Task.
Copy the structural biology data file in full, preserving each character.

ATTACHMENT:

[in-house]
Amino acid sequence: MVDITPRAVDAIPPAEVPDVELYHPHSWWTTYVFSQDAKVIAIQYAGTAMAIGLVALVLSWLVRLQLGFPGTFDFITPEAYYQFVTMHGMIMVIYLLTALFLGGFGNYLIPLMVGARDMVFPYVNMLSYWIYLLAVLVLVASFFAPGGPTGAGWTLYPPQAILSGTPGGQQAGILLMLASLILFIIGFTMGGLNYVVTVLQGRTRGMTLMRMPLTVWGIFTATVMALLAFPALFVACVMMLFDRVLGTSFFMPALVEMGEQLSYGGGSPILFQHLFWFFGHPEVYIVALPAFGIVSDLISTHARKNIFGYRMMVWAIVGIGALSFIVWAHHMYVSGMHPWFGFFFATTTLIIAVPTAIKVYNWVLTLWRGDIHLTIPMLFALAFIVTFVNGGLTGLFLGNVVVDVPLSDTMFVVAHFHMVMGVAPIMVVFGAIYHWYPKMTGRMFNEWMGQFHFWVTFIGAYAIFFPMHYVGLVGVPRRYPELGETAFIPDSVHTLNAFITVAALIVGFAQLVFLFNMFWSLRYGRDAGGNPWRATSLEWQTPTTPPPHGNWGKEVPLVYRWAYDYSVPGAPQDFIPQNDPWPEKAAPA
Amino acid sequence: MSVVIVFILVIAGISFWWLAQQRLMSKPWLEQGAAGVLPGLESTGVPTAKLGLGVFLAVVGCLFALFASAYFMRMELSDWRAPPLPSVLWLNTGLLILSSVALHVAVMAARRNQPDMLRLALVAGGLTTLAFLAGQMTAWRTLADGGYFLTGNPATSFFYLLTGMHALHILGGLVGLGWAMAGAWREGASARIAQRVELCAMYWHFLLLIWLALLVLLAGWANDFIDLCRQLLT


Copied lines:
[in-house]
Amino acid sequence: MVDITPRAVDAIPPAEVPDVELYHPHSWWTTYVFSQDAKVIAIQYAGTAMAIGLVALVLSWLVRLQLGFPGTFDFITPEAYYQFVTMHGMIMVIYLLTALFLGGFGNYLIPLMVGARDMVFPYVNMLSYWIYLLAVLVLVASFFAPGGPTGAGWTLYPPQAILSGTPGGQQAGILLMLASLILFIIGFTMGGLNYVVTVLQGRTRGMTLMRMPLTVWGIFTATVMALLAFPALFVACVMMLFDRVLGTSFFMPALVEMGEQLSYGGGSPILFQHLFWFFGHPEVYIVALPAFGIVSDLISTHARKNIFGYRMMVWAIVGIGALSFIVWAHHMYVSGMHPWFGFFFATTTLIIAVPTAIKVYNWVLTLWRGDIHLTIPMLFALAFIVTFVNGGLTGLFLGNVVVDVPLSDTMFVVAHFHMVMGVAPIMVVFGAIYHWYPKMTGRMFNEWMGQFHFWVTFIGAYAIFFPMHYVGLVGVPRRYPELGETAFIPDSVHTLNAFITVAALIVGFAQLVFLFNMFWSLRYGRDAGGNPWRATSLEWQTPTTPPPHGNWGKEVPLVYRWAYDYSVPGAPQDFIPQNDPWPEKAAPA
Amino acid sequence: MSVVIVFILVIAGISFWWLAQQRLMSKPWLEQGAAGVLPGLESTGVPTAKLGLGVFLAVVGCLFALFASAYFMRMELSDWRAPPLPSVLWLNTGLLILSSVALHVAVMAARRNQPDMLRLALVAGGLTTLAFLAGQMTAWRTLADGGYFLTGNPATSFFYLLTGMHALHILGGLVGLGWAMAGAWREGASARIAQRVELCAMYWHFLLLIWLALLVLLAGWANDFIDLCRQLLT